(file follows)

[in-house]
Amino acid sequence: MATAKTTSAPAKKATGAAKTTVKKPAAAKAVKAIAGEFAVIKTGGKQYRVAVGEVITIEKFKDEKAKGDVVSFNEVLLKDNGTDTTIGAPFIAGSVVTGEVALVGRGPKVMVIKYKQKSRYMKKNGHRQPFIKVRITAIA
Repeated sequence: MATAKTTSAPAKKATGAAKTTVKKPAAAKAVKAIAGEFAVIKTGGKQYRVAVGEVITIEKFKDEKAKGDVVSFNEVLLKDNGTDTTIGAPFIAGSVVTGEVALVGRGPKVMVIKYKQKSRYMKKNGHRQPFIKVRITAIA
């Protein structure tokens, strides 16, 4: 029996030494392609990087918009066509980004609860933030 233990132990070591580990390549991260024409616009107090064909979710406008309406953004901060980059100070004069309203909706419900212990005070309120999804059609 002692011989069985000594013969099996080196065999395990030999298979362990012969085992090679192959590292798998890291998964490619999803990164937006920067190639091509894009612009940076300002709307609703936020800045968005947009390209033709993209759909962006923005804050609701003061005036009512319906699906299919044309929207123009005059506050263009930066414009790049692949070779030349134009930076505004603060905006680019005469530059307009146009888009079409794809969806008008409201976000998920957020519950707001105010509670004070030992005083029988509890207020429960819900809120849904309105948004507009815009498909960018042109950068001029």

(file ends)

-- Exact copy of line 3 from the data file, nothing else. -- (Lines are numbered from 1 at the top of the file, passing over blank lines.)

Repeated sequence: MATAKTTSAPAKKATGAAKTTVKKPAAAKAVKAIAGEFAVIKTGGKQYRVAVGEVITIEKFKDEKAKGDVVSFNEVLLKDNGTDTTIGAPFIAGSVVTGEVALVGRGPKVMVIKYKQKSRYMKKNGHRQPFIKVRITAIA